Do you think the past 20 years have been more or less progressive than the 20 before them?
I’d say in terms of pop culture, fashion and music 1994 is definitely closer to today, but in terms of technology it’s closer to 1974. 1994 is about the latest time the existence of the Internet/cell phones was so minimal you could ignore it. Most things were still done the old fashioned, pre-digital way by most people.
In terms of the “world order” the Cold War was over, however there wasn’t nearly as much globalization as now. China was still a very poor country and even countries like South Korea and Ireland were kinda second world. Russia had just had its last soldiers leave eastern Europe that year and Northern Ireland was still a war zone.
Nowadays you can hear songs like “Gangnam Style” and “Call Me Maybe” in Sri Lanka while in the 90s sometimes it could take several years for a song to become a hit in a foreign country.
Even if you take just technology, it’s closer from 1994 to today than 1994 to 1974.
The World Wide Web, while not in huge use, was around. It was created in 1993. A good number of people owned personal computers, whereas no one did in 1974. Most everyone owned TVs, the same couldn’t be said of 1974. CD players were the music medium of choice and can still be used today on my computer. The majority of cars were unleaded in 1994, same as today, while in 1974 the majority of cars were using diesel.
On another note, we’re fighting the same wars from 1994, so there’s that too.
Otherwise, you are correct. While a majority of American households had a Color TV by 1974, B&W TVs were still around in 1974 (just as CRTs are still around now). Infact, Atari 2600 had a switch for B&W TV.
1994 and 2014 are more similar. Pretty much everything that is around today was around in some sort of proto-fashion back in 1994, which wasn’t the case when comparing 1974 and 1994.
The WWW, cell phones, reality TV, cable TV, 24 hour news channels, safe sex (maybe even more so back in 1994), environmental awareness, etc… were all around back then (my jr year of college, BTW) in some mass market form or fashion, even if they weren’t the big things that they are now.
What is different is Google. But I was technically advanced in 94, and I’m technically retarded now.
My wife is the other way around: she wasn’t very advanced in 1994: She hadn’t seen much of the personal computer change, she didn’t have a cell phone. Now her life is very different: she uses a tablet instead of a TV, a computer instead of a typewriter. Minute to minute, her life at work and home is different to what it was in 1994.
I disagree with the comment about environmental awareness. The EPA was created in 1970 under President Nixon and there was landmark environmental legislation in the early 1970s. http://en.wikipedia.org/wiki/Epa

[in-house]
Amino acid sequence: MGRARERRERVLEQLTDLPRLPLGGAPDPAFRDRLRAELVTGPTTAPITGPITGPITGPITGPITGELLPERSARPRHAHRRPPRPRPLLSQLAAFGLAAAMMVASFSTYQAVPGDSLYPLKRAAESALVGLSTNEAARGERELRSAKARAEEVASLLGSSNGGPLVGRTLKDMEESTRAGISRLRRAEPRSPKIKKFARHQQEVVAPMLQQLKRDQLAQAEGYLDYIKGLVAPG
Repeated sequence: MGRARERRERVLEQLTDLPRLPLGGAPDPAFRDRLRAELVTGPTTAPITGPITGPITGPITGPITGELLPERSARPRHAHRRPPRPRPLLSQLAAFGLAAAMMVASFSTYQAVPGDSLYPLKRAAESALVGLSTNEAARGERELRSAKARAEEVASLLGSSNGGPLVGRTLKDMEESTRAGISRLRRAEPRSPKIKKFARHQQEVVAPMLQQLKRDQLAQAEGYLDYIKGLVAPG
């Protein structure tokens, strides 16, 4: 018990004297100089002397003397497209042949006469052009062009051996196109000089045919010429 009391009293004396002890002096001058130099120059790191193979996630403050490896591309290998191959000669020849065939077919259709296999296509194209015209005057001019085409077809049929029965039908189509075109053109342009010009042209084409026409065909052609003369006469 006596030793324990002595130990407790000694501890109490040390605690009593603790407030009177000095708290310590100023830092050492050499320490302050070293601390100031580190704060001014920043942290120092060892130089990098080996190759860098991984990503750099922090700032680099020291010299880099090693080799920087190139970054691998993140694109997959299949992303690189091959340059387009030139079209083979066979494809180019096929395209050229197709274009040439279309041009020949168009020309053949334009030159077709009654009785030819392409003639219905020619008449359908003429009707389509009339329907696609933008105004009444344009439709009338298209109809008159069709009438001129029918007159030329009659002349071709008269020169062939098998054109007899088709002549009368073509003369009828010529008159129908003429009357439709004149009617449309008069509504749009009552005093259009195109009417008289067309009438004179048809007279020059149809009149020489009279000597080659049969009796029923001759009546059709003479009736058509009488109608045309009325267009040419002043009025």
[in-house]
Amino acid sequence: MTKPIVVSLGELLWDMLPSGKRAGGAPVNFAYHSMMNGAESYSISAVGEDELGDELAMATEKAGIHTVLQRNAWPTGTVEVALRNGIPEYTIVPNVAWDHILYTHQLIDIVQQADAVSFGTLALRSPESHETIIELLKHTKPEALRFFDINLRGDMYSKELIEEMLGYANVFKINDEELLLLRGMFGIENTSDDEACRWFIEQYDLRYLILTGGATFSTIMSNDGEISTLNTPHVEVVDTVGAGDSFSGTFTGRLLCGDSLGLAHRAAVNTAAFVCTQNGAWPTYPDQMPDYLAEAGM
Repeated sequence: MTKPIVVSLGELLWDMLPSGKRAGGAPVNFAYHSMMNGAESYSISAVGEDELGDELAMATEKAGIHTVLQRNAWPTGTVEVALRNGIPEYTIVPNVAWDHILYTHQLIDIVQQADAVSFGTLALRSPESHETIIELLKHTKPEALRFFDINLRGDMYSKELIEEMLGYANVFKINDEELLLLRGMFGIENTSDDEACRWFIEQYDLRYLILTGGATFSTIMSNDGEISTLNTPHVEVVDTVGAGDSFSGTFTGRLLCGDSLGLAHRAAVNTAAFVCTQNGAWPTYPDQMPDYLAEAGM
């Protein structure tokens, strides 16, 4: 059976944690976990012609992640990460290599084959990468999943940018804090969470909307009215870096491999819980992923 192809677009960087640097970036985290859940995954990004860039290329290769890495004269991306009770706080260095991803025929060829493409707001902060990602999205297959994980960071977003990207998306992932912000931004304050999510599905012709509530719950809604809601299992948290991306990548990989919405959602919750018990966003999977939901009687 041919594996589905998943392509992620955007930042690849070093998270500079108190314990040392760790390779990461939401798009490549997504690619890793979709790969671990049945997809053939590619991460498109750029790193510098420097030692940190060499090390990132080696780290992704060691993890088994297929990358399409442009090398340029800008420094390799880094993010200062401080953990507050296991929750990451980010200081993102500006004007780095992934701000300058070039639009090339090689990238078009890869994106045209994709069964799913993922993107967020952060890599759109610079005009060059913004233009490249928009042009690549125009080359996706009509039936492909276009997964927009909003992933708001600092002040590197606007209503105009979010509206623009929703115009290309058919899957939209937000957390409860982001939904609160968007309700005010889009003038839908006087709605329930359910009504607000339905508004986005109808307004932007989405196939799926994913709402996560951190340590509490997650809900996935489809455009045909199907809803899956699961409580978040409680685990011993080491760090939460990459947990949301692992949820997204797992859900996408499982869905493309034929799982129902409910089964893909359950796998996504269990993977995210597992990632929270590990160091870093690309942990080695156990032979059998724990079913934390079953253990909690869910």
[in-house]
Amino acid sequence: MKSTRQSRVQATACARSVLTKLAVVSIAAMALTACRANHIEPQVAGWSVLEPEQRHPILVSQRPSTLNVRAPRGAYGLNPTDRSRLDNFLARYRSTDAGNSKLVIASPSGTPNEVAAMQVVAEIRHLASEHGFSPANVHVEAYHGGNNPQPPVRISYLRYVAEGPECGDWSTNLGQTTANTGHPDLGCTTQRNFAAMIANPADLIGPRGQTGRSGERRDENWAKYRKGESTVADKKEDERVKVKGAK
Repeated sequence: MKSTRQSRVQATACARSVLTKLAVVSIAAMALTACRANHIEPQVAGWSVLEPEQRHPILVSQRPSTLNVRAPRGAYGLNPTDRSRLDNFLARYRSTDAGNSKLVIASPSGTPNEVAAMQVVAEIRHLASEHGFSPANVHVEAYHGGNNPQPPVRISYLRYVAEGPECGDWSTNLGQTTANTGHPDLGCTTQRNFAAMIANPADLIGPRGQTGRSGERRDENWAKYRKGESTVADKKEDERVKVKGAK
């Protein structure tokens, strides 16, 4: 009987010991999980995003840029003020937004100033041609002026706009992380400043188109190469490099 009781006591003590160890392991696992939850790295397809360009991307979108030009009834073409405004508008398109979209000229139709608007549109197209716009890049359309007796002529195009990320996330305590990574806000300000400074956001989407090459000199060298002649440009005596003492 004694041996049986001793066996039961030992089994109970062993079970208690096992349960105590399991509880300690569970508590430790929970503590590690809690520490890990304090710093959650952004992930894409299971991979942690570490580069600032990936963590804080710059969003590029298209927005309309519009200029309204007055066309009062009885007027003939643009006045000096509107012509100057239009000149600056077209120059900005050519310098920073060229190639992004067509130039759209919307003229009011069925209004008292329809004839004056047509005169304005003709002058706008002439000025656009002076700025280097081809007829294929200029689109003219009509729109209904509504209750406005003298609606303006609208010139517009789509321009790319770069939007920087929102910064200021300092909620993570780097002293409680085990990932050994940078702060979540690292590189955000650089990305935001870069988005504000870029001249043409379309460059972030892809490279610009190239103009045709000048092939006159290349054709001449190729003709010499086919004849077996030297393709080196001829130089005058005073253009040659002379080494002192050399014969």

Someone who wanted to ignore cell phones and the Internet could ignore them a lot later than that. I don’t think what one is capable of ignoring has much bearing on the question of technology. In 1994 there were digital (2G) cellphones commercially available, and some could even send text messages. This technology did not exist in 1974. (According to Wikipedia Motorola demonstrated some kind of hand-held cellphone in 1973, but it was analog and they weren’t for sale to the public.) And while it’s my recollection that ordinary middle class Americans did not commonly own cellphones in 1994, they weren’t seen as particularly novel or exotic either. Ordinary people knew what they were, but IIRC they were mostly considered not worth the money.
I wasn’t alive in 1974 so I can’t really compare daily life in 1974 to 1994, but I do remember 1994 and a lot of the technology people use in their daily lives today is basically just a better version of stuff that we had in 1994. We had cable TV, personal computers, cell phones, and the Internet in 1994. We didn’t quite have DVDs yet, but Video CDs had been around for about a year and LaserDiscs since 1978, so the idea of playing movies off a disc wasn’t new. We were a few years away from the MP3 player, but portable cassette and CD players were very common. In 1974 no one had ever even seen a Walkman.
Yeah, but in 1974, it wasn’t a common or “in” thing for people to be environmentally aware- there wasn’t any real recycling, people didn’t buy cars based on emissions and gas economy, and generally speaking, it just wasn’t much of an issue except among counter-culture types, hippies and college students. Your average person in say… Des Moines didn’t give a shit.
This started to change by the mid-90s and is much more mainstream today than ever before.
The Internet and cell phones have been the big thing since 1994; otherwise, I really don’t think a whole lot else has changed.
I first went online in 1996 (actually, my dad had Prodigy in the 80s, though I never used it personally), and I got my first cell phone in 1999. So if you want to move forward just a few years, very little technology has appeared of a revolutionary nature.
I think the really big changes since 1994 have been economic.
As a point of reference for cell phones, the cult favorite TV show My So Called Life came out in 1994, and had an episode in which a character is described derogatorily as the kind of person who would have one of those flip phones. So having a cell phone was viewed as the province of rich people and/or snobs, but was clearly not unknown.